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the Body Politic
Vol. 4, No. 6 - May 1994, Page 7
Copyright © 1994, 1997 by the Body Politic Inc.

Did Operation Rescue Flower From Branch Ministries? -- Part II

by Anne Bower

In the May Body Politic, we began the saga of Randall Terry, his pastor Daniel Little, Pastor Little's non-profit corporation, Branch Ministries, and Mr. Little's wholesale florist shop. To recap, Daniel Little was one of Mr. Terry's early associates after Mr. Terry arrived in Binghamton, NY in 1983. Mr. Terry became a lay-minister in Pastor Little's church, the Church at Pierce Creek.

Two years before Mr. Terry arrived in Binghamton, Pastor Little had incorporated a religious non-profit, Branch Ministries. In 1983, Pastor Little's church, deeded land to Branch Ministries. In 1984, Branch Ministries used that land to secure a $62,000 loan from a local bank. By 1984, Mr. Terry had begun harassing patients and staff at the first abortion clinic in Binghamton, Southern Tier Women's Services.

Between 1984 and 1986, Branch Ministries sprouted three projects; Project Life, headed by Mr. Terry, the Crisis Pregnancy Center, also overseen by Mr. Terry, and the House of Life, aborted by an uncooperative zoning board. In January 1986, Mr. Terry and a few disciples had their first break-in at STWS, and Joseph Scheidler came to town for his first visit. In June '86, Pastor Little's congregation paid for a signature ad in the Binghamton newspaper proclaiming Pastor Little's message that man must obey Higher Laws. Mr. and Mrs. Terry were among the signers. These sentiments would guide Mr. Terry on his paths of lawbreaking. The seeds of Operation Rescue had been planted.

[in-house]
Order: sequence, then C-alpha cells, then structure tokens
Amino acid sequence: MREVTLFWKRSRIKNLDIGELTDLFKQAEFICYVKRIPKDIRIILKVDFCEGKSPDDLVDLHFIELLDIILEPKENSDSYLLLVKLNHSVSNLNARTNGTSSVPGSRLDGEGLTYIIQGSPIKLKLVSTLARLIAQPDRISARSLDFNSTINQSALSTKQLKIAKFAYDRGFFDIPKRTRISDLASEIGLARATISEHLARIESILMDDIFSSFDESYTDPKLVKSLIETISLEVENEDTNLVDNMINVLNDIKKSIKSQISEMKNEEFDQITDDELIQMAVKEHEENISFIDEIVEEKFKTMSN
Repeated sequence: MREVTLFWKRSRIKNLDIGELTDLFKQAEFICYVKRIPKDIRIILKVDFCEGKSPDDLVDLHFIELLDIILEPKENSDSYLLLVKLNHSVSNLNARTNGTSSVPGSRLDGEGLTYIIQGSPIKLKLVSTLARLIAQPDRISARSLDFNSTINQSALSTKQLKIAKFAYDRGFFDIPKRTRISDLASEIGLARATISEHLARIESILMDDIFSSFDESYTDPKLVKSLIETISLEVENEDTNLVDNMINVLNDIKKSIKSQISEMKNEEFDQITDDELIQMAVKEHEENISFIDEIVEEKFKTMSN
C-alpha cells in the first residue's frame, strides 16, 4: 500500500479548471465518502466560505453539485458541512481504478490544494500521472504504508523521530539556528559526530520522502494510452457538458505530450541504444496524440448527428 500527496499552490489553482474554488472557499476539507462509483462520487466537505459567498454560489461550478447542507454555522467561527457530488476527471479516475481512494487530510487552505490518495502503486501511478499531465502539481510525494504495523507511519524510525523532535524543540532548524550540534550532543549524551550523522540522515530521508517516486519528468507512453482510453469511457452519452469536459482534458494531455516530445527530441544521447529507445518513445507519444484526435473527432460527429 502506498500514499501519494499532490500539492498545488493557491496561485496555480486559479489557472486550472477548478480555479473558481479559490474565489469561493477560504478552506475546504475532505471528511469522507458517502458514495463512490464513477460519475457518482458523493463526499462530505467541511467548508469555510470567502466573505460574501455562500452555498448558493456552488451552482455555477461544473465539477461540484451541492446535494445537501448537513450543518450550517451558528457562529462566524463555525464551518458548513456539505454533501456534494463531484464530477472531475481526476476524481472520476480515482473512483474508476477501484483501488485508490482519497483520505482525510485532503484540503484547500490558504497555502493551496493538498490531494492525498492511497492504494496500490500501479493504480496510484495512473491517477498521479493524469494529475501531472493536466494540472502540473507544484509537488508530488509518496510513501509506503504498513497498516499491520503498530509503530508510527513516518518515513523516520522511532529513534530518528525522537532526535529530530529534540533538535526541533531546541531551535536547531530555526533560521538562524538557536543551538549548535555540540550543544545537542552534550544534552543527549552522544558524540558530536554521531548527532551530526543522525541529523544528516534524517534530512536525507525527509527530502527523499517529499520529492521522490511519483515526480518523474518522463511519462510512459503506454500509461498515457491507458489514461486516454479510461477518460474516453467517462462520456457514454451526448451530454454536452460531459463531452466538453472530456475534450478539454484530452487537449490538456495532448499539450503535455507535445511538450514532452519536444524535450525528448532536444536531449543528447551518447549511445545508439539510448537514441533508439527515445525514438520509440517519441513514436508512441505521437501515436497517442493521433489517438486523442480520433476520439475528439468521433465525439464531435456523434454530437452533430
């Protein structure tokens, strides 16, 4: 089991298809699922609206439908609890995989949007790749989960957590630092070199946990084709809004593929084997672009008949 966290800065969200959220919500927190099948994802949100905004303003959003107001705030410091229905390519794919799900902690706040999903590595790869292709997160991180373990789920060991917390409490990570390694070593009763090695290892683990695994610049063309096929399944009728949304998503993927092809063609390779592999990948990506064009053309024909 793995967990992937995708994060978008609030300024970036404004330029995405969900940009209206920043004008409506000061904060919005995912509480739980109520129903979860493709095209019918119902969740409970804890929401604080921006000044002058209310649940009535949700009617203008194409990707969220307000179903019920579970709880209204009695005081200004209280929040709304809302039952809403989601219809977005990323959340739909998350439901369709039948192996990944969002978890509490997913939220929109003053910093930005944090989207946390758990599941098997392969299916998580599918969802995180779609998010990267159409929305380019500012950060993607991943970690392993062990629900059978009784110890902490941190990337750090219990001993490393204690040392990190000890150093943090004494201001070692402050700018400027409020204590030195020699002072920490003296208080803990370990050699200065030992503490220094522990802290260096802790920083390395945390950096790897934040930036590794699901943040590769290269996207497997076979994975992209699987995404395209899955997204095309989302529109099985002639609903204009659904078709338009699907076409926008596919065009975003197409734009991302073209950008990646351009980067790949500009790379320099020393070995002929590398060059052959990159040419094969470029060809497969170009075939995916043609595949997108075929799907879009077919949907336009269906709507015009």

Branches Grow

The years between 1986 and 1988 were busy ones for Mr. Terry and Rev. Little. On April 30, 1986, Mr. Terry took out his first DBA as Great Buy Used Cars, headquartered at 1020 Front St. Vestal, NY, the site of Rev. Little's wholesale florist business. (That address would host other of Rev. Little and Branch Ministries projects.) Picketing and break-ins at STWS had continued, and resulted in a non-jury trial in August 1986 for Pastor Little, Cindy Terry and other anti-abortion activists. Mr. Terry was using these attacks at the Binghamton clinic to perfect and hone tactics he would export to the nation over the next two years.